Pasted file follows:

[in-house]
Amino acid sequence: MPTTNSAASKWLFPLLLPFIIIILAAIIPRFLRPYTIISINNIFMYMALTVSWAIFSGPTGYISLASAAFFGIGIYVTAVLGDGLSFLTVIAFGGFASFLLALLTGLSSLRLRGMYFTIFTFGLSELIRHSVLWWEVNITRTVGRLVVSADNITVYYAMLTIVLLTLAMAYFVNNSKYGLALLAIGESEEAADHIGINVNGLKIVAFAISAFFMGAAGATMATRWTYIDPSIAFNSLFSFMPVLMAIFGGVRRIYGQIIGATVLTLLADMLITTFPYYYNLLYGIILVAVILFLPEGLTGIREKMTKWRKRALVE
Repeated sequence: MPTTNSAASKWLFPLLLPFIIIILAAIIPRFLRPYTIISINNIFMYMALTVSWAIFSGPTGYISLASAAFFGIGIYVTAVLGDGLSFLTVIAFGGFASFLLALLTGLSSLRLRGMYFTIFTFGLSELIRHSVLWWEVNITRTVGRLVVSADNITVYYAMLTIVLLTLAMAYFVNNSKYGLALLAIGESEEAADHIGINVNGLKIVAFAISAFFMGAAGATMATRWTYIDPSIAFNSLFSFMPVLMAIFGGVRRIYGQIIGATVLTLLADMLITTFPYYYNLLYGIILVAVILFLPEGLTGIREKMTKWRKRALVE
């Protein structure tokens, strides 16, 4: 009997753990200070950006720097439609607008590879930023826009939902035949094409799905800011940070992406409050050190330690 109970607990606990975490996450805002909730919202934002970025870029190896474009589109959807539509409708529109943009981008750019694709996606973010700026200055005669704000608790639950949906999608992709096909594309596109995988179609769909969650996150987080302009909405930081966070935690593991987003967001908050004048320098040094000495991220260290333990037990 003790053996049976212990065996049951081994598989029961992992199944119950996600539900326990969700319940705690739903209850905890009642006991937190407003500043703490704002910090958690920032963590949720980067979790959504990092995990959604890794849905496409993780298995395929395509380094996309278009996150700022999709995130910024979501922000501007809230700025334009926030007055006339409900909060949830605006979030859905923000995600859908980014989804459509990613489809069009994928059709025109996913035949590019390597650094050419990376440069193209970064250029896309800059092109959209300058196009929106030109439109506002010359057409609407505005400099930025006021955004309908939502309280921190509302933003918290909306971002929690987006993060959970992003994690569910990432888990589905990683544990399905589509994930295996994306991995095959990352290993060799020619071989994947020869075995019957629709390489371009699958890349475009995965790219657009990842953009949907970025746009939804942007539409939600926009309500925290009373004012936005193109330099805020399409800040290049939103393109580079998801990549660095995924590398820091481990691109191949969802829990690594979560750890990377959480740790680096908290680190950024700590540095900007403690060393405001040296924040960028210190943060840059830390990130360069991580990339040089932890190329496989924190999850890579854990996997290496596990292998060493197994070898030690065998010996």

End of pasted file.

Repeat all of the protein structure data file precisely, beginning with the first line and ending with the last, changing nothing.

[in-house]
Amino acid sequence: MPTTNSAASKWLFPLLLPFIIIILAAIIPRFLRPYTIISINNIFMYMALTVSWAIFSGPTGYISLASAAFFGIGIYVTAVLGDGLSFLTVIAFGGFASFLLALLTGLSSLRLRGMYFTIFTFGLSELIRHSVLWWEVNITRTVGRLVVSADNITVYYAMLTIVLLTLAMAYFVNNSKYGLALLAIGESEEAADHIGINVNGLKIVAFAISAFFMGAAGATMATRWTYIDPSIAFNSLFSFMPVLMAIFGGVRRIYGQIIGATVLTLLADMLITTFPYYYNLLYGIILVAVILFLPEGLTGIREKMTKWRKRALVE
Repeated sequence: MPTTNSAASKWLFPLLLPFIIIILAAIIPRFLRPYTIISINNIFMYMALTVSWAIFSGPTGYISLASAAFFGIGIYVTAVLGDGLSFLTVIAFGGFASFLLALLTGLSSLRLRGMYFTIFTFGLSELIRHSVLWWEVNITRTVGRLVVSADNITVYYAMLTIVLLTLAMAYFVNNSKYGLALLAIGESEEAADHIGINVNGLKIVAFAISAFFMGAAGATMATRWTYIDPSIAFNSLFSFMPVLMAIFGGVRRIYGQIIGATVLTLLADMLITTFPYYYNLLYGIILVAVILFLPEGLTGIREKMTKWRKRALVE
């Protein structure tokens, strides 16, 4: 009997753990200070950006720097439609607008590879930023826009939902035949094409799905800011940070992406409050050190330690 109970607990606990975490996450805002909730919202934002970025870029190896474009589109959807539509409708529109943009981008750019694709996606973010700026200055005669704000608790639950949906999608992709096909594309596109995988179609769909969650996150987080302009909405930081966070935690593991987003967001908050004048320098040094000495991220260290333990037990 003790053996049976212990065996049951081994598989029961992992199944119950996600539900326990969700319940705690739903209850905890009642006991937190407003500043703490704002910090958690920032963590949720980067979790959504990092995990959604890794849905496409993780298995395929395509380094996309278009996150700022999709995130910024979501922000501007809230700025334009926030007055006339409900909060949830605006979030859905923000995600859908980014989804459509990613489809069009994928059709025109996913035949590019390597650094050419990376440069193209970064250029896309800059092109959209300058196009929106030109439109506002010359057409609407505005400099930025006021955004309908939502309280921190509302933003918290909306971002929690987006993060959970992003994690569910990432888990589905990683544990399905589509994930295996994306991995095959990352290993060799020619071989994947020869075995019957629709390489371009699958890349475009995965790219657009990842953009949907970025746009939804942007539409939600926009309500925290009373004012936005193109330099805020399409800040290049939103393109580079998801990549660095995924590398820091481990691109191949969802829990690594979560750890990377959480740790680096908290680190950024700590540095900007403690060393405001040296924040960028210190943060840059830390990130360069991580990339040089932890190329496989924190999850890579854990996997290496596990292998060493197994070898030690065998010996």